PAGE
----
If Someone You Love Has Hearing Loss How Can You Discuss it With Them?

Husband talking to his wife about her hearing loss and how to get help.

What is the best thing you can do when you recognize that someone you love is suffering from hearing loss? Hearing loss commonly goes overlooked by those who have it and that makes it even more difficult to talk about. Ignoring this frustrating problem is not helpful for anyone involved. Your family member’s life will be enhanced by the things you do now so don’t wait to find a way to talk about it. To help get you there, consider these guidelines.

Do the Research

You need to recognize the problem first if you want to be able to explain it. As people get older, the risk of hearing loss increase for them. About one in every three people suffer from some level of hearing reduction by the time they reach the age of 74 and greater than half have it after the age of 75.

This type of ear damage is called presbycusis. The effect is gradual and usually affects both ears similarly. Years before anyone detected it, it’s probable that this person started losing their hearing.

Persbyscusis occurs for numerous reasons. The simplest explanation for age-related hearing loss is that decades of sound eventually breaks down delicate mechanisms of the ear, particularly the tiny hair cells. These hair cells create electrical signals that go to the brain. The brain gets the message and translates them into what you know as sound. Hearing is impossible without those little hairs.

The following chronic illnesses can also play a role:

  • High blood pressure
  • Diabetes
  • Cardiovascular disease

All of these can harm the ear and impair the hearing.

Make a Date

What you say to your loved one is important however it’s also important where you have the conversation. Setting something up so you can have a talk is your best bet. Select a setting that is quiet and ensures you won’t be interrupted. If you have any literature on the topic, you should bring that also. Presbycusis might be explained in a brochure that you can get from a doctor, for example.

Let’s Discuss the Whys

Expect this person to be a little defensive. Hearing loss is a delicate subject because it is associated with growing old. It’s difficult to acknowledge that you are growing older. Poor hearing may challenge the elderly’s belief that they are in control of their daily lives.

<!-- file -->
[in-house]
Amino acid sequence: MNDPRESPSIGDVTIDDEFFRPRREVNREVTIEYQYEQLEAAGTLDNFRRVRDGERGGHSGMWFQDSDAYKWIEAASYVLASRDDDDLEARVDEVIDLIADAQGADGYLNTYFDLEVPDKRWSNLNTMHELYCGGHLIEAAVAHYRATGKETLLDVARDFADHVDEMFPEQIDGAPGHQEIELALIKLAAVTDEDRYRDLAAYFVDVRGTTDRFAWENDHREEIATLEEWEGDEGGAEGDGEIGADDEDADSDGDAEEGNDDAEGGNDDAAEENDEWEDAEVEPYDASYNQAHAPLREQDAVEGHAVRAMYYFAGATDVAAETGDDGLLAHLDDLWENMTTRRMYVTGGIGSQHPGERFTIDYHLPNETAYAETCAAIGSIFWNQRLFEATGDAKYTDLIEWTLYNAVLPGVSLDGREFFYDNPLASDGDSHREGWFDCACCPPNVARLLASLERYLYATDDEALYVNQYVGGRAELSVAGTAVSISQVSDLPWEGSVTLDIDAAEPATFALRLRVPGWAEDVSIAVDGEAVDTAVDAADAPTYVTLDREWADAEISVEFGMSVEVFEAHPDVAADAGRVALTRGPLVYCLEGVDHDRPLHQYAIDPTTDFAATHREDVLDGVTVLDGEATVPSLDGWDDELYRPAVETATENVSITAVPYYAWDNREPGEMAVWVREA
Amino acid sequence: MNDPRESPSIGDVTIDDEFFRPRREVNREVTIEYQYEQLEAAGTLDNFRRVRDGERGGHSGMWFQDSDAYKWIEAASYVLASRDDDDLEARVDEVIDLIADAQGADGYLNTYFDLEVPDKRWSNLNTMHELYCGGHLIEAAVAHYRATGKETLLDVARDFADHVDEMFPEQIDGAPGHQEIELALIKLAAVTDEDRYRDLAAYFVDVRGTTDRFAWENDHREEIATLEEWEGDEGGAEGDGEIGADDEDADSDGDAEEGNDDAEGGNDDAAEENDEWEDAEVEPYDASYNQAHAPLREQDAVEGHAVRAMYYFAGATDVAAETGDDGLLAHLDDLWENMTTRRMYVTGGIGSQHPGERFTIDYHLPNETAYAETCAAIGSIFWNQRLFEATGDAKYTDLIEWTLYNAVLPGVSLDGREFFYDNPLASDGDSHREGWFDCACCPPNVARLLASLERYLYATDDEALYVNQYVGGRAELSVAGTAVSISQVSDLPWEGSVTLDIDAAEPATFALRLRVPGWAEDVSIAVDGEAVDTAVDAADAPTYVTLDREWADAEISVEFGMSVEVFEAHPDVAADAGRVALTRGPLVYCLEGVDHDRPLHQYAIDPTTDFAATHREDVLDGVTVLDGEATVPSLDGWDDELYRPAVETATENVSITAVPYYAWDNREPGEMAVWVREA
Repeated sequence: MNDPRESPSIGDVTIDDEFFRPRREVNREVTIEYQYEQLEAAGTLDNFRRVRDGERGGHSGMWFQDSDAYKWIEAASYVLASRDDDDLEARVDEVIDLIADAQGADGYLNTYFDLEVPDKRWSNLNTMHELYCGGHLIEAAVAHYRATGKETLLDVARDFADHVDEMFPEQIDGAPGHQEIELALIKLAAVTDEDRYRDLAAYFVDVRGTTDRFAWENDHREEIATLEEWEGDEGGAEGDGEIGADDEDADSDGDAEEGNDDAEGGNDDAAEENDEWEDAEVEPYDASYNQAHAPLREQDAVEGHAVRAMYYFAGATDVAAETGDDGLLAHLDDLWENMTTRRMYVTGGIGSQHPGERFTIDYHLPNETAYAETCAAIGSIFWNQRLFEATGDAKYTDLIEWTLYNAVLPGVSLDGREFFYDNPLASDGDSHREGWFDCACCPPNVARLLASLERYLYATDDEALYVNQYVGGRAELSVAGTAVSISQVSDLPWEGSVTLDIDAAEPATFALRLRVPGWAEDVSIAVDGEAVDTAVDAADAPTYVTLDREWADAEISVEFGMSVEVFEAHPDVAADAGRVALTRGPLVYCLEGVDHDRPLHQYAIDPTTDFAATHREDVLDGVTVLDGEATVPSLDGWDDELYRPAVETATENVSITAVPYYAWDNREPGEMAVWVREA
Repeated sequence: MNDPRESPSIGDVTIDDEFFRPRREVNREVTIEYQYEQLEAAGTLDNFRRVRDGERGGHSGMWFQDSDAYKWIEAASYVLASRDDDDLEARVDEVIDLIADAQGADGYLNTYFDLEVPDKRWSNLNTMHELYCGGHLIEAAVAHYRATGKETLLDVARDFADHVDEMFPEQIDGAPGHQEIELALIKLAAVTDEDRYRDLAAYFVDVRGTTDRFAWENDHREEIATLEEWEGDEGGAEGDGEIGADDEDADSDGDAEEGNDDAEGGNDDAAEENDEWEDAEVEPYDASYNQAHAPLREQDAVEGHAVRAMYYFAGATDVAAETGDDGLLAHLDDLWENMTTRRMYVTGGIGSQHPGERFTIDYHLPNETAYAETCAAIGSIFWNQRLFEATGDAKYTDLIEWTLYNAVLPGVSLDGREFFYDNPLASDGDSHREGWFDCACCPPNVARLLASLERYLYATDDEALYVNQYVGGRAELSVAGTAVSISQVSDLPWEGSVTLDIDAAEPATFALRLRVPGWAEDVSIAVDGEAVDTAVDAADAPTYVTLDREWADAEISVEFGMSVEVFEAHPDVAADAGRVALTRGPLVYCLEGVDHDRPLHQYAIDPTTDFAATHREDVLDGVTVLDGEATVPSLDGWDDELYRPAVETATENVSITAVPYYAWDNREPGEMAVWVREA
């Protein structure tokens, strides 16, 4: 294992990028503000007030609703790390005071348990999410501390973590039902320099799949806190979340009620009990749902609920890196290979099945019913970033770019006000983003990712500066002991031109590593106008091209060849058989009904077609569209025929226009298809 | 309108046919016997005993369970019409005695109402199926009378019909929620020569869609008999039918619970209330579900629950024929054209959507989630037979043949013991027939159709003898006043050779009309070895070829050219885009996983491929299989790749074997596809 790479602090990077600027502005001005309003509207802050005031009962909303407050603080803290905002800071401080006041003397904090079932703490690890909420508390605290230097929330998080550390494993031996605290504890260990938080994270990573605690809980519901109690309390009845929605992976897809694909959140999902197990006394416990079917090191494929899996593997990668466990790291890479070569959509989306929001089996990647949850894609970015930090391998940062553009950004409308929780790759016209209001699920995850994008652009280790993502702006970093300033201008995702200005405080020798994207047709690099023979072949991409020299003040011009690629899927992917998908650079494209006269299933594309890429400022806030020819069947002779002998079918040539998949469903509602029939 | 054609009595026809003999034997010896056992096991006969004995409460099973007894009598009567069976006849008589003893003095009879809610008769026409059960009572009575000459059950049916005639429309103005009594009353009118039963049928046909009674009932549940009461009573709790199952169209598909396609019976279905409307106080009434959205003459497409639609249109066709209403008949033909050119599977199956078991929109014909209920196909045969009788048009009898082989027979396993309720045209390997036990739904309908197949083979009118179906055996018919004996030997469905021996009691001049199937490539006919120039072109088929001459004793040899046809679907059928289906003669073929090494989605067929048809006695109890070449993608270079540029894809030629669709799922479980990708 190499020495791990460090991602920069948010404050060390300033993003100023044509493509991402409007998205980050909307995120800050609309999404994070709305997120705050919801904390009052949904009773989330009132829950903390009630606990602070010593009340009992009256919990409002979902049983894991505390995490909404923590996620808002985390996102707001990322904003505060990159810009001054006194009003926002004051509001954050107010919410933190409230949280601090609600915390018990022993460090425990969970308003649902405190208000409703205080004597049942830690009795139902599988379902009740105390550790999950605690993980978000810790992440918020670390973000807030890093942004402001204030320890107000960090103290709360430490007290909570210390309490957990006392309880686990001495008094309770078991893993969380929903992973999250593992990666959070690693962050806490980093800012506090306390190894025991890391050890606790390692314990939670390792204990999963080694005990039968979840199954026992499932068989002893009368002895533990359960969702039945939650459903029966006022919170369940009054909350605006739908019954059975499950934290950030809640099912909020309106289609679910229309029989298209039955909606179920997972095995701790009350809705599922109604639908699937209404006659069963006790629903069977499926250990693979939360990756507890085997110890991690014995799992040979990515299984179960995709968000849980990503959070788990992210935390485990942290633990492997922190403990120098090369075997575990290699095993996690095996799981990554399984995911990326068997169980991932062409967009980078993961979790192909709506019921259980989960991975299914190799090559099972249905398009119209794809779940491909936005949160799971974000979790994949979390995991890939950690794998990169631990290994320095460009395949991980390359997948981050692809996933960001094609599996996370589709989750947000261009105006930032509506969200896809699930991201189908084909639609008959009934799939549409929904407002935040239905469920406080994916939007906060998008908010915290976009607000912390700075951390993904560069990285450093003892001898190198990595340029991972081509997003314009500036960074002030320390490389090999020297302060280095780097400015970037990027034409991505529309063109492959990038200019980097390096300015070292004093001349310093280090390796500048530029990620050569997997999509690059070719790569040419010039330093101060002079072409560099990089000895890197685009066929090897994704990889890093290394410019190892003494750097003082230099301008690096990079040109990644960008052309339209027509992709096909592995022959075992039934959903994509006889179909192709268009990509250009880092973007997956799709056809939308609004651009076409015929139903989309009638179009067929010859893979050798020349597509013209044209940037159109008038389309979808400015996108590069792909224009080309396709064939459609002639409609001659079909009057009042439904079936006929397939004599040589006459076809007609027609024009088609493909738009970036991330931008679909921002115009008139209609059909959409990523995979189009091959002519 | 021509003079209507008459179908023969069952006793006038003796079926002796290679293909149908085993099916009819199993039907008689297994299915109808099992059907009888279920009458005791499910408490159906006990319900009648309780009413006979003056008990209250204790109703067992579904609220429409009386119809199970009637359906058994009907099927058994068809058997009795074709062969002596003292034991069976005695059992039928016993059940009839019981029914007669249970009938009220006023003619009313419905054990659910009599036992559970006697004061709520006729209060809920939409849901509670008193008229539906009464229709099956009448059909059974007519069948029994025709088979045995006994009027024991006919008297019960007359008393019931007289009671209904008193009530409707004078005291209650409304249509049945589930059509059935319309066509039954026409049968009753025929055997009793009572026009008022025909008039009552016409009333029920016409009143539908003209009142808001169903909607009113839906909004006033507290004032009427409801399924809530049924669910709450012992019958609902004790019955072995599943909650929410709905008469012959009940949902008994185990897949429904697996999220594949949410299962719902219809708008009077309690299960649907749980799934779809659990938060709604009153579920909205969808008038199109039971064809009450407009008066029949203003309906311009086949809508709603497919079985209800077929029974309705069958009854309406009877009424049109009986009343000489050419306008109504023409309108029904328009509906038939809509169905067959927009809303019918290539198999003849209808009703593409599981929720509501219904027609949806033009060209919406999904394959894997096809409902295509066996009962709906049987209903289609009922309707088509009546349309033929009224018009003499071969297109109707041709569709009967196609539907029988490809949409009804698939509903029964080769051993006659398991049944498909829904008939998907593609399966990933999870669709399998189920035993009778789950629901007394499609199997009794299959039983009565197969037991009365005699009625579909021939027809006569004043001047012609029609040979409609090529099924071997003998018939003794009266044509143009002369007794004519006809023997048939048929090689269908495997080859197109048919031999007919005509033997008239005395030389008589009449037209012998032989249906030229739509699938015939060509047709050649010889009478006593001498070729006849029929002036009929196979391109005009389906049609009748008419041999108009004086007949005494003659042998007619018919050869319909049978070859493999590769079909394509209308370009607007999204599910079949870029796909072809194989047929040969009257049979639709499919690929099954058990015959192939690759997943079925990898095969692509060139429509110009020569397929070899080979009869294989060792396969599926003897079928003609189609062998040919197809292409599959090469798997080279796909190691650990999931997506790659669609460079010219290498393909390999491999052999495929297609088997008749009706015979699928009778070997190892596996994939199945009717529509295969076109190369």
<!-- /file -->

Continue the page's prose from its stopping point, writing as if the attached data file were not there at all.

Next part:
You will have to tell them why you think they have hearing loss and you will need to be specific.

Mention that you need to keep repeating yourself while having conversations, too. Don’t make it seem like you’re complaining, keep it casual. Be patient and sympathetic as you put everything into perspective.

Sit Back and Listen

Be ready to sit back and listen after you have said what needs to be said. Your family member may share concerns or say they have recognized some changes but didn’t know what they should do. In order to help them come to a realization concerning their hearing loss, ask questions which encourage them to keep talking.

Let Them Know They Have a Support System

The most difficult challenge is going to be going beyond the fear that comes with hearing loss. Many people don’t realize that they have family and friends on their side and feel alone with their condition. Remind them of how other family members have found a way to cope with the same problem.

Bring Solutions

What to do next will be the most important part of the talk. Let your loved one know that hearing loss isn’t the end of the world. There are plenty of tools available to help, including hearing aids. Much more sleek and modern hearing aids are currently available. They come with features that improve the quality of life and come in many shapes and sizes. If possible bring a tablet, use a computer or have some brochures that show the various devices which are now available.

Going to the doctor is step one. Some hearing loss goes away. Have an ear exam to rule out things such as ear wax build up and medication that could be causing the problem. A hearing exam can then be set up and you will know for sure.

The site information is for educational and informational purposes only and does not constitute medical advice. To receive personalized advice or treatment, schedule an appointment.